Group riders may also ride single file or two abreast.
The Tail Gunner may ride in the left or right track depending on the
number of bikes in the group. It is preferable for the Tail Gunner to
ride in the left track, so as to have the same visibility line as
the Lead Bike.
formation in which all the cyclists in a group ride in one track of
any position within a group in the right track of a lane, farthest
from oncoming traffic.
the zone of a
lane in which a rider maintains his position in a group. A lane of
traffic is split into five zones: the left track is the second zone
from the left, the middle of the lane (generally not used) is the
third zone, and the right track is the fourth zone from the left.
Two zones on the sides of a lane serve as margins. A rider may vary
his path of travel from his normal track as is required by a road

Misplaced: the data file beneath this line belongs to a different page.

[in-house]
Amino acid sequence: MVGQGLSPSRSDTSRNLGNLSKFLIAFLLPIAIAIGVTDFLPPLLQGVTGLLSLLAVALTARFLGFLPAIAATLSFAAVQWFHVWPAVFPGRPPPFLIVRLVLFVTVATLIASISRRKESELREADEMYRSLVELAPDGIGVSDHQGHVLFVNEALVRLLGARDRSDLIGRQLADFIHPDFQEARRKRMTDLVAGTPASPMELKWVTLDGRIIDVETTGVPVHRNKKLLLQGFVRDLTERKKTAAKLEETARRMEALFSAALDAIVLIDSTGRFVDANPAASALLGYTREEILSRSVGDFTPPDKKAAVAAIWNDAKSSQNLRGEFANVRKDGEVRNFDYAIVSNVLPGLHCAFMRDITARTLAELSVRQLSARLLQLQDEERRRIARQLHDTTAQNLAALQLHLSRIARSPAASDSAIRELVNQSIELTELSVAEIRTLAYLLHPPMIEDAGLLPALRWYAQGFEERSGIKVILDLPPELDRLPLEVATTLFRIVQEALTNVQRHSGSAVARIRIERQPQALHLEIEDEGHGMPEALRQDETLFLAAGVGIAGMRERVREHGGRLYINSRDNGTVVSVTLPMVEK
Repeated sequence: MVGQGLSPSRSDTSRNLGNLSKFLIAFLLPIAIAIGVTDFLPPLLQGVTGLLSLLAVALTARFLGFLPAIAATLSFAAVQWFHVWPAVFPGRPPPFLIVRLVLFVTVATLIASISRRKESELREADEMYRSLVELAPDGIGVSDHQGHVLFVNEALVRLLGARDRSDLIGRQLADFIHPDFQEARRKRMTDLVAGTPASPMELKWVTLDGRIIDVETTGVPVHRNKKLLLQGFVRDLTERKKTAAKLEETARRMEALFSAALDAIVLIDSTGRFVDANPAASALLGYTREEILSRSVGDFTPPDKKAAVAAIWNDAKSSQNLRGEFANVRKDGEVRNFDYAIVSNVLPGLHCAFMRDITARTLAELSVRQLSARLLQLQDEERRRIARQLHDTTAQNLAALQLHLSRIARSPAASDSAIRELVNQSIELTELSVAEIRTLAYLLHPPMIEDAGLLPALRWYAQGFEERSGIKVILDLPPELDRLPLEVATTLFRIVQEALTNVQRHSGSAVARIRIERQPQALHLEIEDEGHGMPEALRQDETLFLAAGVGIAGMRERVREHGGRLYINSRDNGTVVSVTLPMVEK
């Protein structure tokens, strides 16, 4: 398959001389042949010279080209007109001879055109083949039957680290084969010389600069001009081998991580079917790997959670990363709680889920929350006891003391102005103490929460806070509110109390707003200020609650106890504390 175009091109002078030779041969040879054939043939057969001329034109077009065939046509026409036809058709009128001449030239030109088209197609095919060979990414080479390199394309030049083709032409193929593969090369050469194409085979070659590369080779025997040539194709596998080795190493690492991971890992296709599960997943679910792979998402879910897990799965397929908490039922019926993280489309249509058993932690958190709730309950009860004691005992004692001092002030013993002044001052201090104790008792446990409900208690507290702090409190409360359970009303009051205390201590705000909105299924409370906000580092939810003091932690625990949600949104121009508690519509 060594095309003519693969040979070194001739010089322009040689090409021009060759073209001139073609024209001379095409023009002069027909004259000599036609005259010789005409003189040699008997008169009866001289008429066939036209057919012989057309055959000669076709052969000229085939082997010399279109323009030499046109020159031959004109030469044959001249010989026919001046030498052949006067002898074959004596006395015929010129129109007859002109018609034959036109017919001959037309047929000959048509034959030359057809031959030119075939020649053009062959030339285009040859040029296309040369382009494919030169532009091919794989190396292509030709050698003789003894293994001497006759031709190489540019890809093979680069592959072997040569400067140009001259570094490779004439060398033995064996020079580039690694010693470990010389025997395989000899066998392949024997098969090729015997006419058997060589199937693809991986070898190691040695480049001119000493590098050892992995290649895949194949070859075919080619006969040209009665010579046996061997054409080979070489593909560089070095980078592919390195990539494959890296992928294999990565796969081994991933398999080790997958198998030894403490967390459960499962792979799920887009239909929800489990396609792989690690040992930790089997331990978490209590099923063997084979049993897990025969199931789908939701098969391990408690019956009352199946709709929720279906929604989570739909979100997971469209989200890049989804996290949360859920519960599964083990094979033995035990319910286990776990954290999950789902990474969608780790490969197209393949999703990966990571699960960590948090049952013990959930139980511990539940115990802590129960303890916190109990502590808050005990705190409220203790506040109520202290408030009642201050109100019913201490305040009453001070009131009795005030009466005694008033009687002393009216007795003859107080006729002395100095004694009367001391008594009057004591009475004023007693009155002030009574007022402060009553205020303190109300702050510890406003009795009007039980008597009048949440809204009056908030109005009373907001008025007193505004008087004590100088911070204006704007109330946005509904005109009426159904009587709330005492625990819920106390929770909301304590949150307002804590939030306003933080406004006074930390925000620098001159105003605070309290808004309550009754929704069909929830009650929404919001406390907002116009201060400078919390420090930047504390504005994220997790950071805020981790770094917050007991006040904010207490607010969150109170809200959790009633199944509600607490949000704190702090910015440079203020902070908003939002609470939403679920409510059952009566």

hazard or by an incursion into the group’s lane by other vehicles.
When departing from a stop, the rider in the left track
normally pulls out before the rider on the right, returning to a
Group Riding Maneuvers
the Lead Bike for each group sees that all riders are helmeted,
sitting on their bikes, motors running, and ready to depart, he or
she will check for traffic and enter the roadway. Usually the Lead
Bike will not attempt to exit a parking lot unless there is room for
all or most of the group to follow immediately. If the group is
split, the Lead Bike will normally take the slow lane and keep the
speed relatively low until the group can form up in the positions
the riders will keep for the duration of the ride. This may mean